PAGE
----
Easy to spot. Hard to teach. Most learning professionals understand the challenges with helping people learn soft skills. You know the type of skills I mean — those that support working with others. These skills cover areas such as communication, teamwork, and interpersonal relationships.
The development of these types of skills remains a hot topic among learning professionals. It’s a topic we’ve been writing about for years and in today’s business landscape it is of even greater concern, which is why I thought we should revisit the topic.
The interest in softer, relationship-based skills has grown over time. Developing these skills has become increasingly important for all employees, but especially for leaders in an organization. These skills are critical for those who already serve as leaders and those who hope to. Skills such as critical thinking, decision making, and problem solving serve as foundations to the leadership role. They are base skills central to the development of more advanced soft skills.
The Trick to Measuring Soft Skills Development
Developing soft skills is critical for business success. The more important the skills, the greater the need to measure them. Only in this way can you verify successful development and application by the learner. Because these skills are so essential to employers, it’s important that they are measured.
When I speak to groups about measuring learning, people will comment on how measuring technical skills is easy but soft skills is hard. In truth, the process of measurement is the same for both. You use the same means to measure both technical and soft skills learning.
The challenge in measuring soft skills development is not in the measurement method. You still measure soft skills (knowledge and behavior) at the pre/post/transfer points. You interpret the results from soft skill programs just as you do with technical skill programs. The real challenge for learning providers is in defining the soft skill they are teaching.
Define In Order To Measure
For years, learning professionals have churned out soft skills training that tells people they should communicate better, work better in teams, and display interpersonal savvy, but they have often failed to clearly define what that looks like. Many times, employees taking these programs are left to interpret the expectation into action. Since people interpret things differently, a unified change in behavior (standard of behavior) is often not achieved.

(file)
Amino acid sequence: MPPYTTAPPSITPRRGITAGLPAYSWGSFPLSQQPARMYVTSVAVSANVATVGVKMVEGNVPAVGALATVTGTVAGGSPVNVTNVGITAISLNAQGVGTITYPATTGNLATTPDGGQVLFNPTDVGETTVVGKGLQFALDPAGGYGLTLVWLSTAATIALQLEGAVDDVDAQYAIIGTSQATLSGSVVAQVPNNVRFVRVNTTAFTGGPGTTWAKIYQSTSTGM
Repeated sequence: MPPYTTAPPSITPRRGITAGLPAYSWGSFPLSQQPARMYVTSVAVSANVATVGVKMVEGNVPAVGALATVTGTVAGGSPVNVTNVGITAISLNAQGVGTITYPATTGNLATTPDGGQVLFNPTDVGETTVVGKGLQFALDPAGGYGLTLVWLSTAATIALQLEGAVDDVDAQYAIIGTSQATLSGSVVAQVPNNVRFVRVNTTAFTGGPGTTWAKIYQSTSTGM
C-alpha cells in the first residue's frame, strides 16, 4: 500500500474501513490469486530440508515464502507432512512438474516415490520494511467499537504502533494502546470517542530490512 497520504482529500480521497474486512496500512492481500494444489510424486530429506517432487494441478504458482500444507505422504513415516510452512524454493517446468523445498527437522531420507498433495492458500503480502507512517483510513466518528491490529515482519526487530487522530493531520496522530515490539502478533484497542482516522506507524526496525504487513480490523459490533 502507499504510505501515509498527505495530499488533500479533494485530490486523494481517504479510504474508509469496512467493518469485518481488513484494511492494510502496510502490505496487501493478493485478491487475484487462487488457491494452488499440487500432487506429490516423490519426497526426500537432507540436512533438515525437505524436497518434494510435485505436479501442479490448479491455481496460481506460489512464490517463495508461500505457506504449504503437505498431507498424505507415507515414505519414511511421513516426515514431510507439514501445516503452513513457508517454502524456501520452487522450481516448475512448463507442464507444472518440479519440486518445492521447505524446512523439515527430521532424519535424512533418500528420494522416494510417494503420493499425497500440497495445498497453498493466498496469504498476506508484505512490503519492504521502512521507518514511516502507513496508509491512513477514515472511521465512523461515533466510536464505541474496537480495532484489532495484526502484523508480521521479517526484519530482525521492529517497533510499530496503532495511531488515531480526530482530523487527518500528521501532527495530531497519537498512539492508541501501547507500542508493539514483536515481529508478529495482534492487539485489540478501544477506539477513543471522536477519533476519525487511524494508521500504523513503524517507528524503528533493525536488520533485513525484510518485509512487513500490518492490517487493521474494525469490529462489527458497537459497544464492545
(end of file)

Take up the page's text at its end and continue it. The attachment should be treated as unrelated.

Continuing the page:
For this reason, many learning professionals have concluded that soft skills cannot be measured. This is erroneous. Simply put, anything that can be clearly defined can be measured, and soft skills can be clearly defined. If we know it when we see it, we should be able to describe/define it, teach it, and learn it.
When a soft skills learning program clearly defines what it looks like when you are practicing the skill, (through a measurable objective) measurement is easy. The task for the learning designer is to work with their subject matter expert to clearly describe the expected outcomes in behavior terms, just like a technical skill.
The Lost Art of Defining Learning Outcomes
It has been my experience that defining learning outcomes has become a lost art. That is the main reason we created the Measurable Instructional Design method. This method helps learning professionals determine, describe, and target behavior outcomes in their programs.
Like with technical skills, the measurement of soft skills will help the learning professional deliver more effective programs. Designing soft skills training in a measurable format (including measurable objectives with corresponding instructional methods and evaluations) will create clarity of outcomes for both the students and other stakeholders. It will enable repair of poor performing programs. Measurement of your soft skill programs will allow you to track your employee soft skills development just as you track and measure their technical skills.
Although the soft skills may be the hard skills to learn (because they often require employees to move beyond their natural way of dealing with others), soft skills are not hard skills to measure.
What do you think? Do you believe soft skills are difficult to define? Do you think they are difficult to measure?
If you struggle with crafting measurable soft skills training, please contact us here at eParamus. We can help you learn how to craft effective, measurable learning programs of any kind.
Please follow eParamus on LinkedIn and feel free to connect with me, Laura Paramoure, PhD to discuss the learning challenges you face.
Photo copyright: nexusplexus / 123RF Stock Photo
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